Does Labour also have a ‘brand’ problem?




The Conservative Party has commonly been referred to as the ‘nasty party’ and, in the eyes of many Britons, less compassionate, less generous, less caring and plain ‘nastier’ than their opponents on the left.

Since Theresa May coined this phrase back in October 2002, her party has worked to shake off this label. As such, this has been used to explain the Tory party’s difficulties in attracting support from C2 and DE voters, ethnic minorities, social housing tenants and northerners among others.

Although nobody would argue that the party has, and continues to have, something of a brand/image problem, there appears to be less discussion on the possible issues concerning the Labour brand.

To begin with, Labour’s electoral record since its foundation in 1900 reveals it has been the second party of British politics. In the last 115 years Labour has held office for just 33 years, including 13 years from 1997 to 2010. It has endured long periods in Opposition between 1951-64 and 1979-97; during this time, it lost three and four consecutive general elections respectively.

Before the Blair-Brown years, the longest time the party had been in government, since the first Labour administration under Ramsey MacDonald in 1924, was just six years, under Clement Attlee and later under Harold Wilson. In both the 2010 and 2015 general elections, Labour retracted to its core vote and currently has fewer seats than in its disastrous defeat in 1983.

While the Tories have, no doubt, profited from being the older, more established political party, who can rely on the support on a collection of wealthy donors, there are surely other factors which explain Labour’s status as the less electorally successful of the two main parties.

By establishing how people respond to each party’s policies on individual issues provides an insight into people’s perception of these parties. Traditionally, the Tories and Labour are generally considered to have better policies, and to be more competent, on different issues. Labour performs better on health, education and benefits issues, whilst the Conservatives score higher on asylum/immigration, crime and defence issues. This fits the narrative that Labour is the more compassionate and caring party whereas the Tory Party are the tough, hard-edged party.

Over the course of the last Parliament, 2010-15, through its sample polling, YouGov analysed the responses which suggested that Labour has had problems in convincing the electorate that it is the best party to deliver or to handle its perceived traditional issues. Between 2010-15, the Conservatives led Labour on the vital issue of the economy. Additionally, the Conservatives held a minor lead on the EU, although neither party scored a breakthrough on benefits. On unemployment, which one would consider to be a Labour strength, the Tories overhauled the lead Labour which it had held between 2011-13, in 2014. A YouGov/Sunday Times poll revealed that the David Cameron and the Conservatives were viewed as the best party to facilitate British business. Another area of concern for Labour is the over-65 section of the electorate due to their demographic importance and their high turnout rate in elections. The over 65s have become more Conservative in recent elections.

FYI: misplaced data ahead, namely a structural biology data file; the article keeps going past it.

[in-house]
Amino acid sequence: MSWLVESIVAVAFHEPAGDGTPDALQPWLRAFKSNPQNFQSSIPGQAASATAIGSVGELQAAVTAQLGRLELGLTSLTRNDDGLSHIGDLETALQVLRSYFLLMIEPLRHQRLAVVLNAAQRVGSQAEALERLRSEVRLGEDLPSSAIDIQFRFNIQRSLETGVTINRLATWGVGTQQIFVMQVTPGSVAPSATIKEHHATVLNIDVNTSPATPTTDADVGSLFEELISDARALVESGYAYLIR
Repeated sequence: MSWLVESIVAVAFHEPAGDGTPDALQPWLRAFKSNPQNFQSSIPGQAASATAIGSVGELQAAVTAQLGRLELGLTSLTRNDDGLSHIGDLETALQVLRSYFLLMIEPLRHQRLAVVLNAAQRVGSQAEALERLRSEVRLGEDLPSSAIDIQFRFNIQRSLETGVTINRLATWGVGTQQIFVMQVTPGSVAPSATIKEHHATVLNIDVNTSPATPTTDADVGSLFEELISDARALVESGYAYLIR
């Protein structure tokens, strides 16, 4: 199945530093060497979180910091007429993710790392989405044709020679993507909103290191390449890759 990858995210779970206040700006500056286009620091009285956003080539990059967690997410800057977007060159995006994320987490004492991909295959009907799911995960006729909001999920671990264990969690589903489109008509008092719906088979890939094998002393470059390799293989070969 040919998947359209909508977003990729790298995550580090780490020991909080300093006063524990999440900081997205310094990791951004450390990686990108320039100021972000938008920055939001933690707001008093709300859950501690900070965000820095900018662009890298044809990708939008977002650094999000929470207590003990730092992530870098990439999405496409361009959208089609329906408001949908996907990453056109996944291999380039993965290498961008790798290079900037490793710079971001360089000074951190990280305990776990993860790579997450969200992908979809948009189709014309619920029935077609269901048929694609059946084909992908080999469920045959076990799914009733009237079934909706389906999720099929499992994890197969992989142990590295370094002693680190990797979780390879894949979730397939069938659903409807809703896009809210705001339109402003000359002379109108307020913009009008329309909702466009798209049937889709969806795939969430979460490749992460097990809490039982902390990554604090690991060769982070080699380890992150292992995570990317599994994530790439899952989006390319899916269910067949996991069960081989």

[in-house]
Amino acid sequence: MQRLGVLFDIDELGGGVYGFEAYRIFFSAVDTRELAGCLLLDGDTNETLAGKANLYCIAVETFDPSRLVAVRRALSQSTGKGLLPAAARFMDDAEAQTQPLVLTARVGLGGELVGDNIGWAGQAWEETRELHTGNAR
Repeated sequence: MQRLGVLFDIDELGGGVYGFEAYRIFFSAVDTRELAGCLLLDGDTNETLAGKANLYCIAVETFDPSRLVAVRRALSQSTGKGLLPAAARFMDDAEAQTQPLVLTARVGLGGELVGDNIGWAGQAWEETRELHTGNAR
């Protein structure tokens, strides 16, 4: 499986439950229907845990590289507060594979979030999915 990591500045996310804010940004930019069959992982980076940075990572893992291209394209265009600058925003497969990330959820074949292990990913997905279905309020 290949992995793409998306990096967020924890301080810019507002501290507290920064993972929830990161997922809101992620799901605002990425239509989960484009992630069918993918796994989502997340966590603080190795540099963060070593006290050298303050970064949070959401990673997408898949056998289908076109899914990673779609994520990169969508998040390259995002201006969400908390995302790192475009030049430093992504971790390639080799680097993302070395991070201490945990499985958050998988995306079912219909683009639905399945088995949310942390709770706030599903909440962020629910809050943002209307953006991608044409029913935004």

Another YouGov survey asked people about who they thought the parties were close to. Predictably, the Tories were overwhelmingly seen as being close to the rich, businessmen and the City, while Labour had a close affiliation to the unions and benefits claimants. The former reinforces and contributes to popular views of the party being supporters of corporate interests and wealthy individuals whilst Labour’s associations might also be viewed negatively. Although it is not clear from YouGov’s questioning, the Labour party’s perceived closeness to benefits claimants might be born out of a feeling that they are being too soft on recipients of welfare payments.

Despite being perceived as an elitist party by opponents, the Conservatives were also seen as being close to two large, varied and electorally important demographics: the middle classes and homeowners. Certain respondents may have cited the Conservatives’ closeness to the middle class and homeowners out of a belief that the Conservatives prioritise their interests at the expense of the working classes and tenants. However, middle class and home owning respondents might, on the other hand, feel that the Tory Party is on their side whereas Labour is not.

British Election Study data has shown that the Conservatives are more popular among the AB voters whereas Labour attracts greater support from C2 and DE voters. As class is one of the more reliable indicators of how someone will vote, we can conclude that both parties face a struggle to broaden their appeal beyond their tradition class bases.

Of course it’s difficult to substantiate but Labour’s monopoly on care and compassion maybe a disadvantage as well as an advantage. The party might not be perceived as having the ruthlessness and the toughness needed to make big decisions, whether that be devising a strategy to deal with ISIS or the migrant crisis or reducing the welfare bill and government expenditure in general. The Tories might repel voters because of their perceived lack of sympathy towards the disadvantaged and their alliances with powerful special interests but at the same time Labour may alienate other voters because of their perceived profligate approach to spending and their perceived disdain for business and enterprise.

So what is the future for the Labour party? Will ‘brand Corbyn’ turn their fortunes around? After two dismal general election defeats there is definitely work to be done over the course of the current Parliament. The game’s afoot.